The Liberty Dollar case has had a huge impact on the world of gold and silver trading, investing, ownership and use. I covered a lot of ground in Part I and Part II, but there is another important aspect of that case that leaves the legal landscape partly shrouded in ominous and threatening clouds. What is the risk of criminal prosecution or criminal conviction to those who make or use gold and silver rounds of “original design”?
Is There A Risk Of Prosecution For Trading With Gold And Silver
To answer that, we have to fully understand the actual law that was broken. We also need to consider the existing law that was not at issue in the Liberty Dollar case, the threats of prosecutors and the effect of potential constitutional challenges to those laws if a prosecution were undertaken.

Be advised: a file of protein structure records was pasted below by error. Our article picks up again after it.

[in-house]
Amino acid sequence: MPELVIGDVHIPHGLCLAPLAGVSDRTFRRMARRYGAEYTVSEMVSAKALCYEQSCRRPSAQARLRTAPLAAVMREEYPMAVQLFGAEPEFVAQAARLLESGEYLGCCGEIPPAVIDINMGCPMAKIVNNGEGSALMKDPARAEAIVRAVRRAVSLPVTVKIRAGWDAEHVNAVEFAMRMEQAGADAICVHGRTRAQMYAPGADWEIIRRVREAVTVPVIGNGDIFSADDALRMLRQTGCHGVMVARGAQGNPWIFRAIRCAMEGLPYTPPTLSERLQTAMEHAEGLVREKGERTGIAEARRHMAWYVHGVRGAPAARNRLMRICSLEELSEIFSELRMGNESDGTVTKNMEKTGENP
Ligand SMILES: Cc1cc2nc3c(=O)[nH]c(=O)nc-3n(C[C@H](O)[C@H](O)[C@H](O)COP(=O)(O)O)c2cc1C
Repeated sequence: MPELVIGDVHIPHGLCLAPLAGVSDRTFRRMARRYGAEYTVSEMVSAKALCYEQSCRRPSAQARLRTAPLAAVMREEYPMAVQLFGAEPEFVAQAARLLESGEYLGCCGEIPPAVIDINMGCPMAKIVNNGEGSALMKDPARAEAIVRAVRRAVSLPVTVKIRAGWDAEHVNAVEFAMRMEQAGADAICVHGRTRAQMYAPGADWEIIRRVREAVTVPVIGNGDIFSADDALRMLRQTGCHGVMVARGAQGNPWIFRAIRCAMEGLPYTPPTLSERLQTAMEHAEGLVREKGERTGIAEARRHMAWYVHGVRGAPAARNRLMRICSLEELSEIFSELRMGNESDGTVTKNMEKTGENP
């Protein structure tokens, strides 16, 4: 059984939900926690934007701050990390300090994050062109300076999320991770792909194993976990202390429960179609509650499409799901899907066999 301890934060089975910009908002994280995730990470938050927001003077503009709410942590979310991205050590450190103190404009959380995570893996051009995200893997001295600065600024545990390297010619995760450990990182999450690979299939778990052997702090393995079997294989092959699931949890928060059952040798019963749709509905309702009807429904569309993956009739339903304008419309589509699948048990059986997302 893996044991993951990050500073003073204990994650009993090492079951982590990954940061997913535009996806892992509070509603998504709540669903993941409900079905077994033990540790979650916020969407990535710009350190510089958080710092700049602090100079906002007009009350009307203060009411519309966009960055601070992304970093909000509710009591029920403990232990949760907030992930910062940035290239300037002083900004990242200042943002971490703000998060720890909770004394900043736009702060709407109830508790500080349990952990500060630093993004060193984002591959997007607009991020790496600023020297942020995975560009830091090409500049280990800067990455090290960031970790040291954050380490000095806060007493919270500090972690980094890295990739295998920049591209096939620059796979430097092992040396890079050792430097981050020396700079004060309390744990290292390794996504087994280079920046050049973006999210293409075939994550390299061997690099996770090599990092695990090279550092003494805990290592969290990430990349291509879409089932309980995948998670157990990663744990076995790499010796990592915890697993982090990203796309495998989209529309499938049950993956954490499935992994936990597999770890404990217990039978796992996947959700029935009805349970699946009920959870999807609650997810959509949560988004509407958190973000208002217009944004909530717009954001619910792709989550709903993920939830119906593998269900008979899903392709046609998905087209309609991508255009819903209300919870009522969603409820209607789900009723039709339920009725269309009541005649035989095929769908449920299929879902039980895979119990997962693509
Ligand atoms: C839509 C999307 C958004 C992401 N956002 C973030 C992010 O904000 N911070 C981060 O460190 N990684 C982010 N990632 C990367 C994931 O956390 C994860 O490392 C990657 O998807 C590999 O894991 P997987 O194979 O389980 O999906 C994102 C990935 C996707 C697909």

Mr. von NotHaus Violated Fraud Based Statutes
The Liberty Dollar Trial was about fraud, not a private currency system as prosecutor Anne Tomkins falsely implied. The jury was asked to decide if the elements of fraud and conspiracy to commit fraud were met, nothing else. No other legal basis for the prosecution was ever presented to the jury and implying that there was another legal basis is mis-stating the facts of the case.
Critical Facts of The Case
Liberty Dollar made, sold, and used rounds that had many similarities to official US government coinage. The rounds were minted with a face value but the FRN value of the silver in the coins was less than this face value. Liberty Dollar encouraged exchanging Liberty Dollars with people who were unaware that the underlying FRN value of the silver was less than the denomination minted on its face. Liberty Dollar profited from this difference in value.